Bitcoin is based on the Bitcoin blockchain, which only interacts with Bitcoin-related things. And the only way to create new Bitcoin is to mine it through a computationally intensive process (known as Proof of Work Bitcoin mining).

By comparison, LINK is a token based on the Ethereum blockchain. Specifically, it is a modified version of the generic Ethereum “ERC-20” token. You can’t mine it, and only those hand-picked by the Chainlink team themselves are able to validate information (in this sense, Chainlink isn’t as decentralized as Bitcoin, which is not run by a centralized company and did not hold a token sale).

LINK’s market is also far smaller than Bitcoin. It is what is known as an “alt-coin,” which essentially means an “alternative” to Bitcoin. Although LINK has had an incredibly successful 2020, its market cap of $8 billion puts it at a fraction of Bitcoin’s market cap, which is $639 billion as of January 2021.

LINK’s success is also dependent on other factors than Bitcoin. For starters, It is a far more centralized project. Chainlink is a company based out of New York that uses hand-picked validators to verify data that courses through its veins. By contrast, Bitcoin is a more decentralized blockchain run by a network of thousands of mostly anonymous miners and developed by the pseudonymous Satoshi Nakamoto And while Bitcoin has been out on the market for a decade and its size means that it has been stress-tested by millions, Chainlink is far newer.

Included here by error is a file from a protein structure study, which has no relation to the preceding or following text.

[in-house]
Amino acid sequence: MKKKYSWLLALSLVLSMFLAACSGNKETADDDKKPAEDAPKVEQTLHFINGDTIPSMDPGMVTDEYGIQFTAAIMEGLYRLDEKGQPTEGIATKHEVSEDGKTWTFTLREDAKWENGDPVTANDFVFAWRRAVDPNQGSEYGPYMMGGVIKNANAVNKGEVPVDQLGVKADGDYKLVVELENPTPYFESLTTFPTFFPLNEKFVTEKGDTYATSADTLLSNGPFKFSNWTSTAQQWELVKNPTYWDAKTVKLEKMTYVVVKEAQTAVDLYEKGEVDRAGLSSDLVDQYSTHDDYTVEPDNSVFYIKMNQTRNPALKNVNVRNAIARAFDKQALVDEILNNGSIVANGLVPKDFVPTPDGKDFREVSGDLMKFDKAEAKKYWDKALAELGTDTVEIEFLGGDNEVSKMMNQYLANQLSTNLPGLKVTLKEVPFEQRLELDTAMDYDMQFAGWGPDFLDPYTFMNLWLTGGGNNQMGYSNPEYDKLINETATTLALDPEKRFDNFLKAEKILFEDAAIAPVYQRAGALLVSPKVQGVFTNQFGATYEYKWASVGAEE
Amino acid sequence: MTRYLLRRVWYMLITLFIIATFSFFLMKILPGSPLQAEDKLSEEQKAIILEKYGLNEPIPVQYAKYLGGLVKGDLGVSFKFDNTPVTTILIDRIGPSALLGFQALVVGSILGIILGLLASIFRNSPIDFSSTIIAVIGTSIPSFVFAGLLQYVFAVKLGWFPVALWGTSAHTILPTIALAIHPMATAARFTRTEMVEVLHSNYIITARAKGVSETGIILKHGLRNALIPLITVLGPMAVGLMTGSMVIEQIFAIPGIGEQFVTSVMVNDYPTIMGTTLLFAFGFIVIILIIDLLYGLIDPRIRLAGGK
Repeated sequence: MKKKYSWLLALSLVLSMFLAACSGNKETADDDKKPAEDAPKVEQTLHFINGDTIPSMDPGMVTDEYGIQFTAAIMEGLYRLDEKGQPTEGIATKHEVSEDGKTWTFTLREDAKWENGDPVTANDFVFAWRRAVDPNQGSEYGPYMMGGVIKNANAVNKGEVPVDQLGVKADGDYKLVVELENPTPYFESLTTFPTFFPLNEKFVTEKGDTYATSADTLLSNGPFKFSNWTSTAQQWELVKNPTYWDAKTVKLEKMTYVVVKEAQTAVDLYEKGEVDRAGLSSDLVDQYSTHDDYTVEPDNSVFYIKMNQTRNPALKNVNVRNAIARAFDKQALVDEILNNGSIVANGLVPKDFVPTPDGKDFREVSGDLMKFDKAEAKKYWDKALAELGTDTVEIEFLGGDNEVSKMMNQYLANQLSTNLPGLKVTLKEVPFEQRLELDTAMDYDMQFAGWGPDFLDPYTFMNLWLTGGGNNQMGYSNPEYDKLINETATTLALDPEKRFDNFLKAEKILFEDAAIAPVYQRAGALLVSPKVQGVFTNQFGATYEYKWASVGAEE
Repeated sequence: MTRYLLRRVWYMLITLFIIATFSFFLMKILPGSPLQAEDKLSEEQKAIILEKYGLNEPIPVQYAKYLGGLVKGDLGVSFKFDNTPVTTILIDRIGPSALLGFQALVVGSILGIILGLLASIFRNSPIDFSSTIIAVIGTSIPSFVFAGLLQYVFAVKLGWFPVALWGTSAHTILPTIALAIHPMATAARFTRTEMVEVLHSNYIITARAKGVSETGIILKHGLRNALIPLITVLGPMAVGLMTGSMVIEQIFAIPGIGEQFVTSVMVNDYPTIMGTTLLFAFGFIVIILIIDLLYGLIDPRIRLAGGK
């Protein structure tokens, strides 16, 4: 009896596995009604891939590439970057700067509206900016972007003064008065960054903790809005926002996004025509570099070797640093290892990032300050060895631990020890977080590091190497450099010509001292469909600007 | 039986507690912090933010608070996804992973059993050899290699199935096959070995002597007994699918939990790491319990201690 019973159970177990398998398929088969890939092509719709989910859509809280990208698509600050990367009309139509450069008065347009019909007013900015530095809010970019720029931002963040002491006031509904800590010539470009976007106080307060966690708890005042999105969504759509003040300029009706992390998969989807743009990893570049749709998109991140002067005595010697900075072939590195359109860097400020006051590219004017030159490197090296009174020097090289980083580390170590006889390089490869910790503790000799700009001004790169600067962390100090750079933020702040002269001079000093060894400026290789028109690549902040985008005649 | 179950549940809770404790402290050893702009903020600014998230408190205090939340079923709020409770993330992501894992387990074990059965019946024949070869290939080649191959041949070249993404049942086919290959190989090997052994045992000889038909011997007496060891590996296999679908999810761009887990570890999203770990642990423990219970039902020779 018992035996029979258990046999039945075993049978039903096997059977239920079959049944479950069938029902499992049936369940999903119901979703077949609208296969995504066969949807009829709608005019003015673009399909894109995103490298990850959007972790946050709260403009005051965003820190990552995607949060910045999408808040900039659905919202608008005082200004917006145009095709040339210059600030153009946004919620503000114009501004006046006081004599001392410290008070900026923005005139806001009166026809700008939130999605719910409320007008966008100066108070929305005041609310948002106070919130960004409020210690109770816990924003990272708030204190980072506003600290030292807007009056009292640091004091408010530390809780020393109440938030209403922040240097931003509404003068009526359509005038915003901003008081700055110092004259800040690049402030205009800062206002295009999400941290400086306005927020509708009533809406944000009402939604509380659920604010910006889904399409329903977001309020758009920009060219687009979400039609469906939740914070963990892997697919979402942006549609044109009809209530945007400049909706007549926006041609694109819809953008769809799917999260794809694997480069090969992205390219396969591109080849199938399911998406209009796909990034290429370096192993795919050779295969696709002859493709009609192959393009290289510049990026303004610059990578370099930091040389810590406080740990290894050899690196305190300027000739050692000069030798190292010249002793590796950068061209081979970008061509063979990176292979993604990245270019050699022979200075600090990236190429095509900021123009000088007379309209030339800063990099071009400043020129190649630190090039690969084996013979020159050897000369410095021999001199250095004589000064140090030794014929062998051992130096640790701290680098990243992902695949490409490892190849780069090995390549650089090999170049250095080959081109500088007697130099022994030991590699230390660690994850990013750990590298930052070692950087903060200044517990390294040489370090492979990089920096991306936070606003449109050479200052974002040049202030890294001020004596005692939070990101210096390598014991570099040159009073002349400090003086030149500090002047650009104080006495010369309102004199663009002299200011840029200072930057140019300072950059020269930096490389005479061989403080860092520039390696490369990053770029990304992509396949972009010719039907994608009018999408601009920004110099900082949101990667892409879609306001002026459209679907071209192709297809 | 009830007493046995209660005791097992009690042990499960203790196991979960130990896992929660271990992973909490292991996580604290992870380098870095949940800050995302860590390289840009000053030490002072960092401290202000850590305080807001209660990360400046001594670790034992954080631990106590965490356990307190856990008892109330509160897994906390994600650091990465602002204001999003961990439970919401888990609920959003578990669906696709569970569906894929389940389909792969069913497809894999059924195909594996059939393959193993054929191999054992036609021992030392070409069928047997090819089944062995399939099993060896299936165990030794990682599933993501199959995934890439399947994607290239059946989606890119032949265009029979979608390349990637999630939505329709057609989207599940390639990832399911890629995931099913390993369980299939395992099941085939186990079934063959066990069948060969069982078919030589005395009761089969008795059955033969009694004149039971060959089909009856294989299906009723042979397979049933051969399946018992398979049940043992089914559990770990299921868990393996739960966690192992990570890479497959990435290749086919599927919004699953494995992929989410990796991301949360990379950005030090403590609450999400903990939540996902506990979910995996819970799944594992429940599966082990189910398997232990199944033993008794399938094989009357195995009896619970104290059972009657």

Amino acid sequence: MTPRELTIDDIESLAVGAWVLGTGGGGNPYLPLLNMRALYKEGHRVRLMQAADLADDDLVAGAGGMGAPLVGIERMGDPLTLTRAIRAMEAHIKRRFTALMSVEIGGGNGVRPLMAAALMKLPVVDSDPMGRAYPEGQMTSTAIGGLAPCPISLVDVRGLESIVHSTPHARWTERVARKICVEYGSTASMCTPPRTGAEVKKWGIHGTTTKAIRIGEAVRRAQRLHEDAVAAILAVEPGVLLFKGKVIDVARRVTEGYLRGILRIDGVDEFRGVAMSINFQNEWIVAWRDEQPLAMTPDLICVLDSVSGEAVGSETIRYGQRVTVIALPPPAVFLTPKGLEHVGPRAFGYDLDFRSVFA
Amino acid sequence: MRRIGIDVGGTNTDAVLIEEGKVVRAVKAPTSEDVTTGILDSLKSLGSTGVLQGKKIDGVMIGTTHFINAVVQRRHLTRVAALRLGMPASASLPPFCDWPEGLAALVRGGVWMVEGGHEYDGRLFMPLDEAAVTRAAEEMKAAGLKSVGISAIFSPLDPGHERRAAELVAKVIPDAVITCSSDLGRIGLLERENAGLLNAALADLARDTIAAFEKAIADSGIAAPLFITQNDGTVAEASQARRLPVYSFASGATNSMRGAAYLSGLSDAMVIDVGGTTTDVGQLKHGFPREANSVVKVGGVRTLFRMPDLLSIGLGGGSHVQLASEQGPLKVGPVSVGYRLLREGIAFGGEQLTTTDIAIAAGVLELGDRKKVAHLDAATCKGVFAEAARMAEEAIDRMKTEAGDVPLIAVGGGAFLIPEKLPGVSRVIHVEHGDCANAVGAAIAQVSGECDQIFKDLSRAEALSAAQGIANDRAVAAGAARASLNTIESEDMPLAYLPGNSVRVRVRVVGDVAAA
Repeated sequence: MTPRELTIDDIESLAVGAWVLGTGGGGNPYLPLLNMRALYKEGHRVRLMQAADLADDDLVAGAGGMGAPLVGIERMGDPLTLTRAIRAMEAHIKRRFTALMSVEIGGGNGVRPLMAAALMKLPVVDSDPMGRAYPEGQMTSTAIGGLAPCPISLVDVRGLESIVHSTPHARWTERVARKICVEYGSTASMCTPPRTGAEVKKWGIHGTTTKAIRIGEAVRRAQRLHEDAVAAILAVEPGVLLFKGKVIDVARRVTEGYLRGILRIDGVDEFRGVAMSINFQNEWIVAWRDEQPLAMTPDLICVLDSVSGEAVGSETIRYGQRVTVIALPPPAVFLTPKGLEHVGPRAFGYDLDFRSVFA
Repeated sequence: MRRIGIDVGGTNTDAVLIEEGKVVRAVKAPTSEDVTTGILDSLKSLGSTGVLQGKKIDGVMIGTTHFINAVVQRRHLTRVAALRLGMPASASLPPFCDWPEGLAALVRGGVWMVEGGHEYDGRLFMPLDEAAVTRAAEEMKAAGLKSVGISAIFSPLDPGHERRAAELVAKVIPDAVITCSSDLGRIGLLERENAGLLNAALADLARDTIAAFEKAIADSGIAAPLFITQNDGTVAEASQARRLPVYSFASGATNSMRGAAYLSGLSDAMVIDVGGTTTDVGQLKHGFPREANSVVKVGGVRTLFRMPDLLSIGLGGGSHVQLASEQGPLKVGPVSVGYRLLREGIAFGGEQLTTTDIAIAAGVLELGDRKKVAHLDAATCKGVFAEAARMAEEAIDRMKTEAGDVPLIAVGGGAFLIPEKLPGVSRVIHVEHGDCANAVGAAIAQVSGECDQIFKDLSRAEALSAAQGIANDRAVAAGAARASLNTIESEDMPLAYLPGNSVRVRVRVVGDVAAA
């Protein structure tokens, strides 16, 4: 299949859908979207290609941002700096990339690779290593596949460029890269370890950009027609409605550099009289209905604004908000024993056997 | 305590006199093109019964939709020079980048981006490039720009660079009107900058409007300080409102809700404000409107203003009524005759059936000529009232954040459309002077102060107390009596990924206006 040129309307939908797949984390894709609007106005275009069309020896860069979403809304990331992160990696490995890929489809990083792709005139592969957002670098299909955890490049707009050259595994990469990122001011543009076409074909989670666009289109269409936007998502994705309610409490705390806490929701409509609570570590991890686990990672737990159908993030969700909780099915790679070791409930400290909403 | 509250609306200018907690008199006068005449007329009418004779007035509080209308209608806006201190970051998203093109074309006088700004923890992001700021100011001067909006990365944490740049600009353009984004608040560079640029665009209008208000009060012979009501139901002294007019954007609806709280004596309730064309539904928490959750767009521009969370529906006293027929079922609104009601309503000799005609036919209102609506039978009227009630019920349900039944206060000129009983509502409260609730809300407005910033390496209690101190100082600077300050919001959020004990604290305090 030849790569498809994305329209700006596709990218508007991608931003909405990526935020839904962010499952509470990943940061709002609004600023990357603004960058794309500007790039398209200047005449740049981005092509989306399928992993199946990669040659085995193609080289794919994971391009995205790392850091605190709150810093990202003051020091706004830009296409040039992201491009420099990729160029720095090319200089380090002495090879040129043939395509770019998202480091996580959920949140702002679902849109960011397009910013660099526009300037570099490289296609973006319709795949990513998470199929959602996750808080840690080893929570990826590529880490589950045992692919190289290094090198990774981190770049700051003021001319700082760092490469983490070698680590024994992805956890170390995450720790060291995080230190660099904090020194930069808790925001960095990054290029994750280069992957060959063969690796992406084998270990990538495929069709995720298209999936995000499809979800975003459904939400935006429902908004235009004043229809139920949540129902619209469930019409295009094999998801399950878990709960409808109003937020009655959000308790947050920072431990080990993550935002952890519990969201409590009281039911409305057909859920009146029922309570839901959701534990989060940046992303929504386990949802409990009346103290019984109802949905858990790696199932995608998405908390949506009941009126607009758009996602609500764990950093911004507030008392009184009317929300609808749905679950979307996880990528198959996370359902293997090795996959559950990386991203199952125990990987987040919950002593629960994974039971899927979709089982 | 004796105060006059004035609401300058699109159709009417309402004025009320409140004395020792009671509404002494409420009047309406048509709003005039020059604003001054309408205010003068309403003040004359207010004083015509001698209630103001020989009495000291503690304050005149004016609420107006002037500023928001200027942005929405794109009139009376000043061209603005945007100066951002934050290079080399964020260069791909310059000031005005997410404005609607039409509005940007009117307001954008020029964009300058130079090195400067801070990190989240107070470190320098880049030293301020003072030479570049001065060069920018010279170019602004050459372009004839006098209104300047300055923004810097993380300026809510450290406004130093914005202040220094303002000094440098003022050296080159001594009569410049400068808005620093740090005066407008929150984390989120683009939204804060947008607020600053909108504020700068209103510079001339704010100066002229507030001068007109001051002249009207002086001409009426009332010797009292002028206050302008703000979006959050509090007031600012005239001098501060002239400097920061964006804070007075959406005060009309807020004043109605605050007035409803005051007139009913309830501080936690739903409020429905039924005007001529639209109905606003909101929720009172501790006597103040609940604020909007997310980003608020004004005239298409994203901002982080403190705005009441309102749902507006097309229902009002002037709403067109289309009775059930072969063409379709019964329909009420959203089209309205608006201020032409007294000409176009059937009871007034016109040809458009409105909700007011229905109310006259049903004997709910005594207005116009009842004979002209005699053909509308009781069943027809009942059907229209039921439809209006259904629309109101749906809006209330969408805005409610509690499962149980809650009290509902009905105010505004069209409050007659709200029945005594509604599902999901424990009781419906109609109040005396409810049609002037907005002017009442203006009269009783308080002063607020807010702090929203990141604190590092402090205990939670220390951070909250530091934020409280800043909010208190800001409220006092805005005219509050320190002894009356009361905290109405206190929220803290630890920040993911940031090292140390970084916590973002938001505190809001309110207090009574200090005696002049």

LINK also solves different problems than Bitcoin. Bitcoin is a peer-to-peer payments network, designed for just that. And although you can use LINK as a currency, its design is around its use as a decentralized oracle network. And the success of that project could determine the fate of the coin. Investors must ask entirely different questions: What happens if Chainlink gets hacked? If a node validator goes rogue? If Nazarov goes on a weekend bender and tweets profanities? Bitcoiners may instead ask different questions.